The coconut plant is found vastly across the tropic area and in time, it has proven its title as the “Tree of Life”. It is known for its great versatility as seen in the many domestic, commercial, and industrial uses of its different parts. The coconut palm is grown throughout the tropics for decoration, as well as for its many culinary and non-culinary uses. Its versatility is even noted in its naming. In Sanskrit it is kalpa vriksha which means "the tree which provides all the necessities of life". In the Malay language, it is named pokok seribu guna meaning "the tree of a thousand uses" while in the Philippines, the coconut is commonly called the "Tree of Life". Nearly all parts of the plant are useful and can be utilized by humans for culinary, commercial, industrial, household use, culture, religion, medicinal, tool and shelter for animals and even as food and fragrance. If ever one gets deserted on an island, all he or she needs is a coconut tree to survive, thus, dubbed as the “Tree of Life”. In the Philippines, it is considered as one of the major dollar earner industry that provides livelihood to most of the country’s population. It sustains the Filipinos’ lives through its vast usefulness from roots to leaves which ultimately becomes the source of living of many people.
The coconut plant as the “Tree of Life” has been shown through history and even in legends and in folk tales. This plant has been recognized as a source of every thing a man may need. Several stories have depicted the origin and the uses of the plant and several motifs were also shown. This paper aims to discuss a brief summary of some of these stories, how the plant came to be, how some of its utilities are presented and how different themes and motifs are implied and discussed.
There are actually a lot of histories about the coconut. The coconut has been a staple source of food shelter and water for the people within the tropics, shores, and islands. There are great stories about the coconut. There are actually two versions to the story of the tale of the coconut in the Philippine version. The first talks about the friendship of the gods and their rivalry, and the second talks about the love story of a couple that became tragic. The first story is entitled “The First Coconut Tree and The Creation of Man” from the Tagalogs that tells the story of three lonely gods: Bathala (god of creation), Ulingkalulua (a large snake an god o the skies) and Galangkalulua, (the god with a winged head). When Bathala met Ulingkalulua, they engaged in a duel and Ulingkalulua was defeated and his body was burned. When Galangkalulua visited the temple of Bathala, he was welcomed and soon, they were friends. Until Galangkalulua became ill and was buried next to the burned body of Ulingkalulua. A few months passed by, Bathala noticed a coconut tree grew from where both the two dead gods was buried. The tree had the features of the head of the snake god with similar facial features, round eyes, flat nose, and a round mouth. The leaves of the tree have the shape of the wings of Galangkalulua and the trunk of this enemy, Ulingkalulua. Later in the creation of the first man, the coconut tree served to be the tree for the soul and provided the people with food, drink, and shelter until now.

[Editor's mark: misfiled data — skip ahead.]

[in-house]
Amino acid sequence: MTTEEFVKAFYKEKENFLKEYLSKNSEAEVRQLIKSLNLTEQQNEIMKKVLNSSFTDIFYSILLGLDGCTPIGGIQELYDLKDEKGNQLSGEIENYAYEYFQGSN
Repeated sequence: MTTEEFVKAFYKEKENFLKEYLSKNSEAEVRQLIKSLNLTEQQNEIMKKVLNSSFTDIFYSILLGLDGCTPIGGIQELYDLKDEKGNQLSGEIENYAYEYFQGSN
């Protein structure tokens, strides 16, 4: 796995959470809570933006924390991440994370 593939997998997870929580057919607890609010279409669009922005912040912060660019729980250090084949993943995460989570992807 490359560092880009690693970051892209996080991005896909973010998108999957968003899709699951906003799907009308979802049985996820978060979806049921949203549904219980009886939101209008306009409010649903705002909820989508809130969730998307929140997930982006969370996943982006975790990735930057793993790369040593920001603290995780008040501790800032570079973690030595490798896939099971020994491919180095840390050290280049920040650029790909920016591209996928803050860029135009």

This story not only showed how coconut came to be but it was shown how it became part of the origin of man and how it was believed to sustain the first generation of people with all the necessities in life. Coming from the Tagalogs, this myth truly proves that the coconut tree is the tree for the soul. The everlasting essence of friendship and respect was depicted in the story and the Tree of Life served as a tool for the continuity and preservation of life.
On the other hand, coconut plant proved to be a product of love, sacrifice and hope—the essence of life itself. This myth tells the tale of a young beautiful woman, whose father denied all of the suitors from visiting her....
Please join StudyMode to read the full document